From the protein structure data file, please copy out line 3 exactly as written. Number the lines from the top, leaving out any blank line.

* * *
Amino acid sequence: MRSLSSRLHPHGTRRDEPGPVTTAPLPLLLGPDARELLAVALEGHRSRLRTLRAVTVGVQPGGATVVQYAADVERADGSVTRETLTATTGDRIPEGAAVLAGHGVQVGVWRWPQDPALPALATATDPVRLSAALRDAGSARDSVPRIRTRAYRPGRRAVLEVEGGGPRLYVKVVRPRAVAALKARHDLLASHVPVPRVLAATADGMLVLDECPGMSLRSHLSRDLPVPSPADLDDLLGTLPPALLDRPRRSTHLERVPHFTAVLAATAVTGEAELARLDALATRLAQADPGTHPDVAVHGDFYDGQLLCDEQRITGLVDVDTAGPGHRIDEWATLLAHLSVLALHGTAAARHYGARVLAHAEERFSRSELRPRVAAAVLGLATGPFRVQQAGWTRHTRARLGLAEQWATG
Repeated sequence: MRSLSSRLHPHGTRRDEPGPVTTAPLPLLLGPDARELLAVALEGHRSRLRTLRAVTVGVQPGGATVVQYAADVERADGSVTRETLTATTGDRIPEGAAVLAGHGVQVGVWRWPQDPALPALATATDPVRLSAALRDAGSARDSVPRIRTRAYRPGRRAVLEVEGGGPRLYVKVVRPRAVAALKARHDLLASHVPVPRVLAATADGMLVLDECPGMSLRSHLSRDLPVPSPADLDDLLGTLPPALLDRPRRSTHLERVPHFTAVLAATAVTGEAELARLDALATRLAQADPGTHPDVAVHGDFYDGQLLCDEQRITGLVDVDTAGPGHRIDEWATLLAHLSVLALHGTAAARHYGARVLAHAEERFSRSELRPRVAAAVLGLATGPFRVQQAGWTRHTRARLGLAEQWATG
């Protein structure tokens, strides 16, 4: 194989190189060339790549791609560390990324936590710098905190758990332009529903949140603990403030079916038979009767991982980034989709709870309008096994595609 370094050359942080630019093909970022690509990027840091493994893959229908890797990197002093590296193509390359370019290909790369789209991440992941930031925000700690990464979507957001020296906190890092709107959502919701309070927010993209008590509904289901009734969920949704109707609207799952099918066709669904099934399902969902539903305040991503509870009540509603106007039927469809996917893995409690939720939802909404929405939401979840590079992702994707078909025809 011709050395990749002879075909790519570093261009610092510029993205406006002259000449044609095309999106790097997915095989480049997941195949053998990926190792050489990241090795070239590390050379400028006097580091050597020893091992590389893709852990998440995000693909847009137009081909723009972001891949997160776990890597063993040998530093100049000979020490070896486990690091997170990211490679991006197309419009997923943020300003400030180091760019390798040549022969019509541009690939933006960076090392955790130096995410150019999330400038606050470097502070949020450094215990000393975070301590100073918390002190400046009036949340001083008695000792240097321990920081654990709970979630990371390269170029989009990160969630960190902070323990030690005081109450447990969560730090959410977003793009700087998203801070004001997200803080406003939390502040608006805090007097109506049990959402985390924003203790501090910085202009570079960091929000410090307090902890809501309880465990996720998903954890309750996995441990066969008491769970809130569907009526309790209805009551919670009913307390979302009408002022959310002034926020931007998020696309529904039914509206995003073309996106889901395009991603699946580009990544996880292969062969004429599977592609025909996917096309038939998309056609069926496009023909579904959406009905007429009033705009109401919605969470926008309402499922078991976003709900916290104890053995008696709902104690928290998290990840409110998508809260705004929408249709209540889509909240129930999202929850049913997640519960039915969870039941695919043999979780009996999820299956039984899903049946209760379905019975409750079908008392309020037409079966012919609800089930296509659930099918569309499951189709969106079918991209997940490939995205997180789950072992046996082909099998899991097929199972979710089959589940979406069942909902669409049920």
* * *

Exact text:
């Protein structure tokens, strides 16, 4: 194989190189060339790549791609560390990324936590710098905190758990332009529903949140603990403030079916038979009767991982980034989709709870309008096994595609 370094050359942080630019093909970022690509990027840091493994893959229908890797990197002093590296193509390359370019290909790369789209991440992941930031925000700690990464979507957001020296906190890092709107959502919701309070927010993209008590509904289901009734969920949704109707609207799952099918066709669904099934399902969902539903305040991503509870009540509603106007039927469809996917893995409690939720939802909404929405939401979840590079992702994707078909025809 011709050395990749002879075909790519570093261009610092510029993205406006002259000449044609095309999106790097997915095989480049997941195949053998990926190792050489990241090795070239590390050379400028006097580091050597020893091992590389893709852990998440995000693909847009137009081909723009972001891949997160776990890597063993040998530093100049000979020490070896486990690091997170990211490679991006197309419009997923943020300003400030180091760019390798040549022969019509541009690939933006960076090392955790130096995410150019999330400038606050470097502070949020450094215990000393975070301590100073918390002190400046009036949340001083008695000792240097321990920081654990709970979630990371390269170029989009990160969630960190902070323990030690005081109450447990969560730090959410977003793009700087998203801070004001997200803080406003939390502040608006805090007097109506049990959402985390924003203790501090910085202009570079960091929000410090307090902890809501309880465990996720998903954890309750996995441990066969008491769970809130569907009526309790209805009551919670009913307390979302009408002022959310002034926020931007998020696309529904039914509206995003073309996106889901395009991603699946580009990544996880292969062969004429599977592609025909996917096309038939998309056609069926496009023909579904959406009905007429009033705009109401919605969470926008309402499922078991976003709900916290104890053995008696709902104690928290998290990840409110998508809260705004929408249709209540889509909240129930999202929850049913997640519960039915969870039941695919043999979780009996999820299956039984899903049946209760379905019975409750079908008392309020037409079966012919609800089930296509659930099918569309499951189709969106079918991209997940490939995205997180789950072992046996082909099998899991097929199972979710089959589940979406069942909902669409049920």